Several key healthy lifestyle habits can help keep your immune system working to stave off illness and infection. Think of the immune system as an orchestra. For the best performance, you want every instrument and every musician in the orchestra to perform at its best. You don’t necessarily want one musician performing on double speed or one instrument suddenly producing sound at twice the volume it usually does. You want every component of that orchestra to perform exactly according to plan.
Eating a Healthy Diet
The nutrients you get from food — in particular, plant-based foods like fruits, vegetables, herbs, and spices — are essential to keeping your immune system functioning properly. Many plant-based foods also have antiviral and antimicrobial properties, which help us fight off infection. For example, research shows that spices like clove, oregano, thyme, cinnamon, and cumin contain antiviral and antimicrobial properties that prevent the growth of food-spoiling bacteria.
Keep Stress Under Control
Long-term stress leads to chronically elevated levels of the steroid hormone cortisol. The body relies on hormones like cortisol during short-term bouts of stress (when your body goes into “fight-or-flight” response); cortisol has a beneficial effect of actually preventing the immune system from responding before the stressful event is over (so your body can react to the immediate stressor). But when cortisol levels are constantly high, it essentially blocks the immune system from kicking into gear and doing its job to protect the body against potential threats from germs like viruses and bacteria.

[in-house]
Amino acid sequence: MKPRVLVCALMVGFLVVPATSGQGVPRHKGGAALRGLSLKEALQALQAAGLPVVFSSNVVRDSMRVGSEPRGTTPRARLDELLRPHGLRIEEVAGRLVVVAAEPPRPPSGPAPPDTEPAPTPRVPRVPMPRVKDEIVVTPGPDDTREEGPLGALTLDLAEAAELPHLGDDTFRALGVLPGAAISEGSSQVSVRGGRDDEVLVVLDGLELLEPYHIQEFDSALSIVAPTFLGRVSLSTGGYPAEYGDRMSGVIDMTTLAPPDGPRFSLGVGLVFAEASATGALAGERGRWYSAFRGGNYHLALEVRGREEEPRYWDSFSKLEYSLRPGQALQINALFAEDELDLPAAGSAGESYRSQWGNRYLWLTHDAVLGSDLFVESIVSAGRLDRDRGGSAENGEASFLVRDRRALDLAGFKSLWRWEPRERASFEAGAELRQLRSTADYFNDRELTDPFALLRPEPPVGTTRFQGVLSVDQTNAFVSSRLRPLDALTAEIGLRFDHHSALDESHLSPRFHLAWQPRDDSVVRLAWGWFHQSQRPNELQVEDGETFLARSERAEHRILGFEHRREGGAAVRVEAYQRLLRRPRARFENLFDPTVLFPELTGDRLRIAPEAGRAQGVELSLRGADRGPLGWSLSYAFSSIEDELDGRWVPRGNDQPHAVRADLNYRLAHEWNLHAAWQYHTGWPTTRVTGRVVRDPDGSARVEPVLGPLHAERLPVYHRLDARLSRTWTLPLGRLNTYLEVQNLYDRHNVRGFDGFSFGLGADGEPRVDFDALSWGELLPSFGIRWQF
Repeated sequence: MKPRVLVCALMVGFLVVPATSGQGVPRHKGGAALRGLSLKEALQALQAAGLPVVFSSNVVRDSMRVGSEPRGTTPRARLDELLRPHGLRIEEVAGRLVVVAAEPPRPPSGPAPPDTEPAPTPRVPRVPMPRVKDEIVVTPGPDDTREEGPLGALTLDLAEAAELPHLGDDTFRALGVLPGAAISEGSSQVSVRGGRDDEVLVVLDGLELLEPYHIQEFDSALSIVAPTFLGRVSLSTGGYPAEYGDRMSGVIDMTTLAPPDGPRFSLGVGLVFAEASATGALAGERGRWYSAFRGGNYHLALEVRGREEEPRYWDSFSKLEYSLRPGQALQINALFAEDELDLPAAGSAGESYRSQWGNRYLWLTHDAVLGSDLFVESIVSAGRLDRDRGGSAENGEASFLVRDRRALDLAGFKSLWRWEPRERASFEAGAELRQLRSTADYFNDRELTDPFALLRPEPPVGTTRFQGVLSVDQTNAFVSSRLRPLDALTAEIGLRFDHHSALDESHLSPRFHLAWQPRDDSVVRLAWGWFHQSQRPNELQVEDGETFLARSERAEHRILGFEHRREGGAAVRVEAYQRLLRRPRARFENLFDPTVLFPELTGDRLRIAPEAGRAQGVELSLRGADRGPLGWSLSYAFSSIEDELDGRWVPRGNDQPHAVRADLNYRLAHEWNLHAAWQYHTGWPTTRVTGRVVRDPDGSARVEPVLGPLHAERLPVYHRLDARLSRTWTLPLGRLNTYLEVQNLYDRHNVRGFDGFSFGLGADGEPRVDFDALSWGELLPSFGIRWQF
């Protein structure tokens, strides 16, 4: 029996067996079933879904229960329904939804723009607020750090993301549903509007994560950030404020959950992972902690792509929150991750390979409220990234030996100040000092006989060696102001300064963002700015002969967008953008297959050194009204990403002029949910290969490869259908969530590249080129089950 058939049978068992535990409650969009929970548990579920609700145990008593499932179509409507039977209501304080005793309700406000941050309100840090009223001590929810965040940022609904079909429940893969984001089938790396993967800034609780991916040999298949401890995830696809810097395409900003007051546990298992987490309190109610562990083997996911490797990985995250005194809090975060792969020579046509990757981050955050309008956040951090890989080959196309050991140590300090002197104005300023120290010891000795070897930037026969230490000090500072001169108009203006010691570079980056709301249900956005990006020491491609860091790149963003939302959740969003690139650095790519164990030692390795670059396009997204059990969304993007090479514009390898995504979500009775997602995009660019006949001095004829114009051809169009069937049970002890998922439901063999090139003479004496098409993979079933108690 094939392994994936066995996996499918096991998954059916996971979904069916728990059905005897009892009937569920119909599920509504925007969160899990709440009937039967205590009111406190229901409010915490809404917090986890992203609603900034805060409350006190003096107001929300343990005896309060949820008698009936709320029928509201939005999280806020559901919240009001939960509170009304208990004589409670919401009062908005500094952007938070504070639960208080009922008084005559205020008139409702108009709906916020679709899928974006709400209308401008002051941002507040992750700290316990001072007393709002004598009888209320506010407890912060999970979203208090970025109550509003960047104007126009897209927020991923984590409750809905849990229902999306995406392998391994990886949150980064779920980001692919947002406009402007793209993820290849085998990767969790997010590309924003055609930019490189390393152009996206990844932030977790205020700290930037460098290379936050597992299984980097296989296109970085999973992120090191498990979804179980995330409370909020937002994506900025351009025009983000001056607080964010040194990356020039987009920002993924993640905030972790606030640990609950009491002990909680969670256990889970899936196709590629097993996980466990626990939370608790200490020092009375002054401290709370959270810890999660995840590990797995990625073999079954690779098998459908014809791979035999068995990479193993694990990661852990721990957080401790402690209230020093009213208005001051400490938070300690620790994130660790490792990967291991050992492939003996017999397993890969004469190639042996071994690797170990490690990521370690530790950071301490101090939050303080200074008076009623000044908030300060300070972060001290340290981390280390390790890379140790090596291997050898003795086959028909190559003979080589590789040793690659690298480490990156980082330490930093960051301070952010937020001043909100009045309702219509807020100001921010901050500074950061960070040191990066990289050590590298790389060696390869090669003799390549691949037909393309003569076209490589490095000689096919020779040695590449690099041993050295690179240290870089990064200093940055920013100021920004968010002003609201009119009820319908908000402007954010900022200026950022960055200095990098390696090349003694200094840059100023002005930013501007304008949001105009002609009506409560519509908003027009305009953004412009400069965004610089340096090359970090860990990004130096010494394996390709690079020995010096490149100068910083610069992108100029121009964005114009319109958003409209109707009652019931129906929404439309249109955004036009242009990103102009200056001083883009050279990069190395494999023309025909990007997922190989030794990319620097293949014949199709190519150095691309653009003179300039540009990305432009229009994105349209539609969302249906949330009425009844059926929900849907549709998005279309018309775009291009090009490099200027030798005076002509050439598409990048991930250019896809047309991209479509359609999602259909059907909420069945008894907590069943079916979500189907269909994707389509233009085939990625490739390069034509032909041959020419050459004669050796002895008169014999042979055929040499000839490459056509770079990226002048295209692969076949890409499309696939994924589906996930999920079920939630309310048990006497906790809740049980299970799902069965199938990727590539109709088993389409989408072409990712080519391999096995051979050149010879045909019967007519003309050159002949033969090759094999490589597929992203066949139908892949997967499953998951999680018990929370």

Quality Sleep Aplenty
Your body heals and regenerates while you sleep, making adequate sleep critical for a healthy immune response. More specifically, sleep is a time when your body produces and distributes key immune cells like cytokines (a type of protein that can either fight or promote inflammation), T cells (a type of white blood cell that regulates immune response), and interleukin 12 (a pro-inflammatory cytokine). When you don’t get enough sleep, your immune system may not do these things as well, making it less able to defend your body against harmful invaders and making you more likely to get sick.Sleep deprivation also elevates cortisol levels, which of course is also not good for immune function
Exercise Regularly Regular exercise lowers your risk of developing chronic diseases (like obesity, type 2 diabetes, and heart disease), as well as viral and bacterial infections. It also increases the release of endorphins (a group of hormones that reduce pain and create feelings of pleasure) making it a great way to manage stress.
Don’t Smoke Cigarettes
Cigarette smoking can also affect immune health. In particular, the chemicals released by cigarette smoke — carbon monoxide, nicotine, nitrogen oxides, and cadmium — can interfere with growth and function of immune cells, like cytokines, T cells, and B cells. Smoking also worsens viral and bacterial infections (especially those of the lungs, like pneumonia, flu, and tuberculosis), post-surgical infections, and rheumatoid arthritis (an autoimmune disease in which the immune system attacks the joints).